It is now our responsibility to take the observations made during those eight days and distill them into a plan for the future. What role do we want to play during this tragically historic moment in Haitian history? What will our relationship with Haiti look like next week? a month from today?  a year from today?

Unlike our fearless leader, Fritz, I did not have access to email or the internet while in Haiti. As a result all my thoughts and observations on the trip were recorded the good old-fashioned way: in a journal. Now that we must look back, I find myself leafing through that journal, compelled to share some of my experiences, as a woman, as a Haitian-American and as a physician.

1/22/10

We are here. Its been 11 years since I was last in Haiti. I traveled in 1999 for Carnavale - I have such vivid memories of carefree celebration - so different from now. Prior to 2000 my travel to Haiti was fairly regular - at least once yearly - occasionally for volunteer work in Hospitals and clinics, mostly for fun. I was born in the US to fanatical parents that felt it their duty to instill in their children "Haitian Pride". I have always had family and friends to visit which served as a great excuse to take the 4 hour plane ride out of JFK, but frankly my trips to Haiti were much more than just social jaunts. I felt overwhelmingly grounded when I was in Haiti - plugged into my family and history in a way I never could be in the States. There is something about being surrounded by your parents' spoken language that is transformative. I loved going to Haiti...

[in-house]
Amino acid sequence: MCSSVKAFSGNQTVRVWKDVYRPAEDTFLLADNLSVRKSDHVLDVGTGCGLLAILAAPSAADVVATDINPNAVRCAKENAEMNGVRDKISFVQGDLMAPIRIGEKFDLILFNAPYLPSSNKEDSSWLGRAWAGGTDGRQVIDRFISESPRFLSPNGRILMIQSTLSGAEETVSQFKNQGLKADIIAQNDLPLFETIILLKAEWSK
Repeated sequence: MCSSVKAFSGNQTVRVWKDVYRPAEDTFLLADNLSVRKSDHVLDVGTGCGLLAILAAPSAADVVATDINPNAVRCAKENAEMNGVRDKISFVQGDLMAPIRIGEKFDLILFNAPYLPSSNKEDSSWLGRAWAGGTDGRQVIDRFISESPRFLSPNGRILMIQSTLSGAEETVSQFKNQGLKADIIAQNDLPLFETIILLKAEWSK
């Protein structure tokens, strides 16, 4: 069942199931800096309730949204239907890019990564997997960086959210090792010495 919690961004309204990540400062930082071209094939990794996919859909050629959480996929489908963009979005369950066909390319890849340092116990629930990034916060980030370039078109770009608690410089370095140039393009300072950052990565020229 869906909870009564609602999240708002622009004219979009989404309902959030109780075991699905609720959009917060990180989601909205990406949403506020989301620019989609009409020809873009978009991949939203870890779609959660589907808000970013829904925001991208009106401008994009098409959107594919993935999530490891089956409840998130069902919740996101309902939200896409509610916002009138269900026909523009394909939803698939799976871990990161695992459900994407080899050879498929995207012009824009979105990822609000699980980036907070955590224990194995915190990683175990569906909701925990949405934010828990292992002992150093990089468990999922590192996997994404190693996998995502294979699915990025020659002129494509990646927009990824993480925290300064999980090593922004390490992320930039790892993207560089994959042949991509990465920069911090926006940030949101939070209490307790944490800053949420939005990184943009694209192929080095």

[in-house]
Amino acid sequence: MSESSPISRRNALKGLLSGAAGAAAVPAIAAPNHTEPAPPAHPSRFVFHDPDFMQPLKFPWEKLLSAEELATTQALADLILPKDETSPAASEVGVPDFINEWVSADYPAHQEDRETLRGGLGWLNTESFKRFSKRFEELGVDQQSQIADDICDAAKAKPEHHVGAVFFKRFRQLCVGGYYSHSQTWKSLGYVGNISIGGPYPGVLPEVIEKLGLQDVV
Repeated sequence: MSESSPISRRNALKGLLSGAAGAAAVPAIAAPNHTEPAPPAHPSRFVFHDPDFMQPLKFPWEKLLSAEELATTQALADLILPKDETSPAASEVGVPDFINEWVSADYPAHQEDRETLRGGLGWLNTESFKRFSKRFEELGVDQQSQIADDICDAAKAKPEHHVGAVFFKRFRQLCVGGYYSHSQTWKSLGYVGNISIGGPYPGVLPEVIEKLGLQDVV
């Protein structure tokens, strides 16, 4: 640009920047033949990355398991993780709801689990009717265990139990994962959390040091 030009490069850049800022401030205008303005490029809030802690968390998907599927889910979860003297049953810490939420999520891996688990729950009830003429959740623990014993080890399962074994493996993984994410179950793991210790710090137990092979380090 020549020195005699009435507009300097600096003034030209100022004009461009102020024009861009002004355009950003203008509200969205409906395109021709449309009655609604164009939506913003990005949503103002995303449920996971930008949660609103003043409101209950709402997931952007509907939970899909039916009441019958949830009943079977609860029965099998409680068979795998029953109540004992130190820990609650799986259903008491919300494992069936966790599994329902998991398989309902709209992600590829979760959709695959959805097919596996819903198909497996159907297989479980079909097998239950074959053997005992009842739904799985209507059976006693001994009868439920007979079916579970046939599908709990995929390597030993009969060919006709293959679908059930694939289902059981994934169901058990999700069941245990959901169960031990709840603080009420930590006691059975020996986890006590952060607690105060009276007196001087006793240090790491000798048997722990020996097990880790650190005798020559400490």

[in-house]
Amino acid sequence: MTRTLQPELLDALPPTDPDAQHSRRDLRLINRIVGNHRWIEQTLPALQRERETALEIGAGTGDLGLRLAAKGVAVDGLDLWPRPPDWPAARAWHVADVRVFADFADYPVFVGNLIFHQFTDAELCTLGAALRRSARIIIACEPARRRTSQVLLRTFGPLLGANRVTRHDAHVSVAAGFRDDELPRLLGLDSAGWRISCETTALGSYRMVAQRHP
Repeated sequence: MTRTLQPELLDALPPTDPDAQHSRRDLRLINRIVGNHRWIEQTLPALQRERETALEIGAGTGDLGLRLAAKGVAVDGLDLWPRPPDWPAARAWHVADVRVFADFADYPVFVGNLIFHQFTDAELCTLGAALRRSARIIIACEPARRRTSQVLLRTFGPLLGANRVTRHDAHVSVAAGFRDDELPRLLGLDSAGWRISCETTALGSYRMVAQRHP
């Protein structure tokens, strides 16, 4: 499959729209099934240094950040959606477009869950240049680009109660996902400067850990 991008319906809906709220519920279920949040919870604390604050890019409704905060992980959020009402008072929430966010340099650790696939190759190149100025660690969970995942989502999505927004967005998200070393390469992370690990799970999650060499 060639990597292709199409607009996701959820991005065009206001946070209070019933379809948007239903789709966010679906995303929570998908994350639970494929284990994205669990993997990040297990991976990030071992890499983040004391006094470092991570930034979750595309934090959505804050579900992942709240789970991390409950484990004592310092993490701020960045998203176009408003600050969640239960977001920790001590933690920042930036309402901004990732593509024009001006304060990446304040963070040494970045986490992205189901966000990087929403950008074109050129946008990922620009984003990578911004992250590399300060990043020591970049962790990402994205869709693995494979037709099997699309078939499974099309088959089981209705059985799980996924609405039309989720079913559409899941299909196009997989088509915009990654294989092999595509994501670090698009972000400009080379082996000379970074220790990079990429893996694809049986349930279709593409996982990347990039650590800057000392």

On 1/12/10 I was on my way out of the hospital when my husband told me about the earthquake. He had not heard yet from my parents or his Father. We didn't understand the gravity of what had occurred until hours later. We spent the next several days trying to contact family, hearing news of those who were fortunate and those who were not, watching gruesome footage still in disbelief. My parents were Ok, and so were my uncles...eventually we received word from my Father-in-Law...then we began planning the trip....

So now we are here. Its dark out, and I haven't seen the city - all the better, I think. My colleagues comment about the smells, but all I smell is Port-au-Prince. "When the level of destruction hits me," I think to myself," I'm going to lose it...but not now. Now I'm OK." I speak to our driver and ask questions about the general state of things. "We've been sent back to zero and have to start once again from there," he says in Kreyol. "I estimate that after all of the injuries and the amputations 40% of Haitians will be disabled. What in the world are they going to do now? Haiti is no place for someone disabled." I nod in agreement and sit back. After 206 years of independence "zero" is a terrible place to start...